Let’s be honest, introverts have always been around but it seems like now, more and more people are identifying as them.
In fact, you could say (rather ironically) that introversion has been pushed into the spotlight. However, when it comes to actually defining what an introvert is, things are a little less clear.
They were identified after surveying almost 500 adults, ranging from 18 to 70 years-old and asking them things like their preference for alone time or how often they daydream, and are outlined in the Masters thesis of Cheek’s student Jennifer Grimes.
Listen: Making friends when you’re an introvert is hard. Post continues after audio.
The four types of introverts.
In the STAR theory, social introversion is the most closely aligned with what the common understanding of introversion is and relates to someone who enjoys spending time alone and “does not find oneself experiencing negative effects or emotions” in doing so.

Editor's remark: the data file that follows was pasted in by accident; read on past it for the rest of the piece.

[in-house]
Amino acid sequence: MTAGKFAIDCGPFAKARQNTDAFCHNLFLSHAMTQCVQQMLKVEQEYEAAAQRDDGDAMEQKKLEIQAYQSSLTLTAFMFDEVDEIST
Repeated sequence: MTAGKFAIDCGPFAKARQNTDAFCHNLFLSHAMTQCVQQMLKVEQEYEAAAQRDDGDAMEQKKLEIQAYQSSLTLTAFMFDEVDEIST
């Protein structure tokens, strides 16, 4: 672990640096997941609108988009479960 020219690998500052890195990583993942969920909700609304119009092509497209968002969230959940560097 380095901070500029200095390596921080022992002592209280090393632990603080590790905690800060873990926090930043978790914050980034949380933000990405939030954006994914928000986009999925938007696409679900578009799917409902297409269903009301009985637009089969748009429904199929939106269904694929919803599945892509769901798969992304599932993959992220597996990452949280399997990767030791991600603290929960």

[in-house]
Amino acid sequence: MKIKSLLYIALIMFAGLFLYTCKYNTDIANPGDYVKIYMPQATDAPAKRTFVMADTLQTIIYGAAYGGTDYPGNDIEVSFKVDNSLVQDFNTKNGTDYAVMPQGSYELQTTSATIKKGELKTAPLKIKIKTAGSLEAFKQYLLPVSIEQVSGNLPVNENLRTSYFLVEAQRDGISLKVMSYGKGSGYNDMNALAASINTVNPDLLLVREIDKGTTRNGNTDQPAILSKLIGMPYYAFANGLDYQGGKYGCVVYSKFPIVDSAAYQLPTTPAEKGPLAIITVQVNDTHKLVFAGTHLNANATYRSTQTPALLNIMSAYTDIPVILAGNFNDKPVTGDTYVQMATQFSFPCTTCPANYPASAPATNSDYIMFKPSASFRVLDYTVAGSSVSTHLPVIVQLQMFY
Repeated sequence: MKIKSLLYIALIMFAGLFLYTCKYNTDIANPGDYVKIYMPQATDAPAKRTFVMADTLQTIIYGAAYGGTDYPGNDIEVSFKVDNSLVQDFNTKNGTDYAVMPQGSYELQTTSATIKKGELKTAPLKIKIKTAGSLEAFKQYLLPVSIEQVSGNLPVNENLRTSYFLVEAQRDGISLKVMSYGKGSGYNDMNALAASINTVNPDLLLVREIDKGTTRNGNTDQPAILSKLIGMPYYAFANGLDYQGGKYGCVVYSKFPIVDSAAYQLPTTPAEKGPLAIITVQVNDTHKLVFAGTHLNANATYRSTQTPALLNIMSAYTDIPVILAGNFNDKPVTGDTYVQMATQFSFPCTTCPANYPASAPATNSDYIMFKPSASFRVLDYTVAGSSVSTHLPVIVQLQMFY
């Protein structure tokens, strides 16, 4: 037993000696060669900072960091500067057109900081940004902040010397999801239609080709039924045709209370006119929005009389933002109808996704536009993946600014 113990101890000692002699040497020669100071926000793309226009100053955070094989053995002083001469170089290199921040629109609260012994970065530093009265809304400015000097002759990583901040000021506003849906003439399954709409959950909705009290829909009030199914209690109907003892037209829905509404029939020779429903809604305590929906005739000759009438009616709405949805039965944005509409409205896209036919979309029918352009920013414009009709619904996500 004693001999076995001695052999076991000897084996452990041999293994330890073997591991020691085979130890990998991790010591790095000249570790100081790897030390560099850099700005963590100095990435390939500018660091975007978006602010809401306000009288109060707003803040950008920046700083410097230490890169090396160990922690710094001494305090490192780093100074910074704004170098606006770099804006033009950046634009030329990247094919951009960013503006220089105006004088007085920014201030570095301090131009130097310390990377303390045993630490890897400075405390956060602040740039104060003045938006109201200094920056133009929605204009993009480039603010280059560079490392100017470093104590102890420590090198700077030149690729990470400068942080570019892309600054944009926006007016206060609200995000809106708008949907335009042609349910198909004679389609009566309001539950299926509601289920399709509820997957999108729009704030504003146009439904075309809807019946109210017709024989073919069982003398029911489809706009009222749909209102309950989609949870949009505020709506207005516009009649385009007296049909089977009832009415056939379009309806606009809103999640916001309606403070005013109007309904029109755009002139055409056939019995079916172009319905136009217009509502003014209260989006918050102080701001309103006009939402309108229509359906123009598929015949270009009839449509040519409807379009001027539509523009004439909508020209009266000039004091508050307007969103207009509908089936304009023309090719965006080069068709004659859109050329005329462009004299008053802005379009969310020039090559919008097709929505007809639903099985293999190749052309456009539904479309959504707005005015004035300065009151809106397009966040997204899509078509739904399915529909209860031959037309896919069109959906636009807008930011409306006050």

It can also apply to those who don’t like socialising with groups at all – these would score high in social introversion. The main distinction is that it’s a decision made out of choice, rather than due to anxiety. (Post continues after gallery.)